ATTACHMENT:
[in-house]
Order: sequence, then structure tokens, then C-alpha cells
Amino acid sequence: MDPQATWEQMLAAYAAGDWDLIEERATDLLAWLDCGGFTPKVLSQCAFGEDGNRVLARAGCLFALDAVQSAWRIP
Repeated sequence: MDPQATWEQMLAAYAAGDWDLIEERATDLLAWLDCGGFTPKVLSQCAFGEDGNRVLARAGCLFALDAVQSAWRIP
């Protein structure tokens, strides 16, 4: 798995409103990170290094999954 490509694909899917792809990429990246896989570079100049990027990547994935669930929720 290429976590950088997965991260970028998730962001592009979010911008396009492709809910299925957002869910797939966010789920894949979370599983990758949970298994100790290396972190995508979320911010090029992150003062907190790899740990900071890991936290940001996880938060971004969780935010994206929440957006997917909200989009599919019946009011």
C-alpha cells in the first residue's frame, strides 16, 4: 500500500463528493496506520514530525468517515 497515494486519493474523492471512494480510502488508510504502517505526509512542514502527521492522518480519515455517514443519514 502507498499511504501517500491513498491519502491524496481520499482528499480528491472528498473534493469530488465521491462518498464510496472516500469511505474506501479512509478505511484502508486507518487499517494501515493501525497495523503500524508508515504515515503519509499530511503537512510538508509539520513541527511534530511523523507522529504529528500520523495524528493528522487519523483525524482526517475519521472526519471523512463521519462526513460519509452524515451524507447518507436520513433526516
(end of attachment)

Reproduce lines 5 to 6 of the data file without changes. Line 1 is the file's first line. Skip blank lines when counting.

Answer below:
């Protein structure tokens, strides 16, 4: 798995409103990170290094999954 490509694909899917792809990429990246896989570079100049990027990547994935669930929720 290429976590950088997965991260970028998730962001592009979010911008396009492709809910299925957002869910797939966010789920894949979370599983990758949970298994100790290396972190995508979320911010090029992150003062907190790899740990900071890991936290940001996880938060971004969780935010994206929440957006997917909200989009599919019946009011």
C-alpha cells in the first residue's frame, strides 16, 4: 500500500463528493496506520514530525468517515 497515494486519493474523492471512494480510502488508510504502517505526509512542514502527521492522518480519515455517514443519514 502507498499511504501517500491513498491519502491524496481520499482528499480528491472528498473534493469530488465521491462518498464510496472516500469511505474506501479512509478505511484502508486507518487499517494501515493501525497495523503500524508508515504515515503519509499530511503537512510538508509539520513541527511534530511523523507522529504529528500520523495524528493528522487519523483525524482526517475519521472526519471523512463521519462526513460519509452524515451524507447518507436520513433526516